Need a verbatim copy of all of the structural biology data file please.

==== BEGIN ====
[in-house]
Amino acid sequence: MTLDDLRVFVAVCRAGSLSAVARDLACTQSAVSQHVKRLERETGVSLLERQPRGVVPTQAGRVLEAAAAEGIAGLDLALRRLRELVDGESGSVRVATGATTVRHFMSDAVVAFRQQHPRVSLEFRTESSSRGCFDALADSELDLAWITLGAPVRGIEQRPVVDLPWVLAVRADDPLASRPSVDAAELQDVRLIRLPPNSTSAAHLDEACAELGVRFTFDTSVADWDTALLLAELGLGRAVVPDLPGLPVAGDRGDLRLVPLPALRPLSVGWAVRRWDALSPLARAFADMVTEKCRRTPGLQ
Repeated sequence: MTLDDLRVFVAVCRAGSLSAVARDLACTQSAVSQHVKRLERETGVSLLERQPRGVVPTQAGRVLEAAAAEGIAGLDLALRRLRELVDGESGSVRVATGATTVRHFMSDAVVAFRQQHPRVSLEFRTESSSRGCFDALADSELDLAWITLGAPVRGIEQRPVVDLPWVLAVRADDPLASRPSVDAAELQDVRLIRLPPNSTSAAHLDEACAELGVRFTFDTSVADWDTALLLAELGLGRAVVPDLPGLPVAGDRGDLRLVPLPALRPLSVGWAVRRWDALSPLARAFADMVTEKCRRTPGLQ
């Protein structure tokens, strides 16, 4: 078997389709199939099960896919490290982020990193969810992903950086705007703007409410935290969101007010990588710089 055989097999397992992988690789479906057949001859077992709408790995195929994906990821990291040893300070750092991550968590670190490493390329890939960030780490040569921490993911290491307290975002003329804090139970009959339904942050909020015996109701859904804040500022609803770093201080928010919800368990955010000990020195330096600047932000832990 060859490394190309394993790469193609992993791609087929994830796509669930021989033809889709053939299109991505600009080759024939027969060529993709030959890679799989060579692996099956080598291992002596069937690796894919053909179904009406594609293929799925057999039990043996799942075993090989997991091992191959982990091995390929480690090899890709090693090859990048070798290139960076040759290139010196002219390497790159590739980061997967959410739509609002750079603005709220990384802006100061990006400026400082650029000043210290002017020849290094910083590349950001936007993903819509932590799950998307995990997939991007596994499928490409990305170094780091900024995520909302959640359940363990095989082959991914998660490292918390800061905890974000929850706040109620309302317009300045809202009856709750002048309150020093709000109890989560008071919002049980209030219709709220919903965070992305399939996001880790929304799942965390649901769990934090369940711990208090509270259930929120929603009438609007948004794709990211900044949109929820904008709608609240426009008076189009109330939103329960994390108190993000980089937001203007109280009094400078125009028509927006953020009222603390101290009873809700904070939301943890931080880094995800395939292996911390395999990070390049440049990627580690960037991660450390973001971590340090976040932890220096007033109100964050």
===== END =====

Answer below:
[in-house]
Amino acid sequence: MTLDDLRVFVAVCRAGSLSAVARDLACTQSAVSQHVKRLERETGVSLLERQPRGVVPTQAGRVLEAAAAEGIAGLDLALRRLRELVDGESGSVRVATGATTVRHFMSDAVVAFRQQHPRVSLEFRTESSSRGCFDALADSELDLAWITLGAPVRGIEQRPVVDLPWVLAVRADDPLASRPSVDAAELQDVRLIRLPPNSTSAAHLDEACAELGVRFTFDTSVADWDTALLLAELGLGRAVVPDLPGLPVAGDRGDLRLVPLPALRPLSVGWAVRRWDALSPLARAFADMVTEKCRRTPGLQ
Repeated sequence: MTLDDLRVFVAVCRAGSLSAVARDLACTQSAVSQHVKRLERETGVSLLERQPRGVVPTQAGRVLEAAAAEGIAGLDLALRRLRELVDGESGSVRVATGATTVRHFMSDAVVAFRQQHPRVSLEFRTESSSRGCFDALADSELDLAWITLGAPVRGIEQRPVVDLPWVLAVRADDPLASRPSVDAAELQDVRLIRLPPNSTSAAHLDEACAELGVRFTFDTSVADWDTALLLAELGLGRAVVPDLPGLPVAGDRGDLRLVPLPALRPLSVGWAVRRWDALSPLARAFADMVTEKCRRTPGLQ
């Protein structure tokens, strides 16, 4: 078997389709199939099960896919490290982020990193969810992903950086705007703007409410935290969101007010990588710089 055989097999397992992988690789479906057949001859077992709408790995195929994906990821990291040893300070750092991550968590670190490493390329890939960030780490040569921490993911290491307290975002003329804090139970009959339904942050909020015996109701859904804040500022609803770093201080928010919800368990955010000990020195330096600047932000832990 060859490394190309394993790469193609992993791609087929994830796509669930021989033809889709053939299109991505600009080759024939027969060529993709030959890679799989060579692996099956080598291992002596069937690796894919053909179904009406594609293929799925057999039990043996799942075993090989997991091992191959982990091995390929480690090899890709090693090859990048070798290139960076040759290139010196002219390497790159590739980061997967959410739509609002750079603005709220990384802006100061990006400026400082650029000043210290002017020849290094910083590349950001936007993903819509932590799950998307995990997939991007596994499928490409990305170094780091900024995520909302959640359940363990095989082959991914998660490292918390800061905890974000929850706040109620309302317009300045809202009856709750002048309150020093709000109890989560008071919002049980209030219709709220919903965070992305399939996001880790929304799942965390649901769990934090369940711990208090509270259930929120929603009438609007948004794709990211900044949109929820904008709608609240426009008076189009109330939103329960994390108190993000980089937001203007109280009094400078125009028509927006953020009222603390101290009873809700904070939301943890931080880094995800395939292996911390395999990070390049440049990627580690960037991660450390973001971590340090976040932890220096007033109100964050």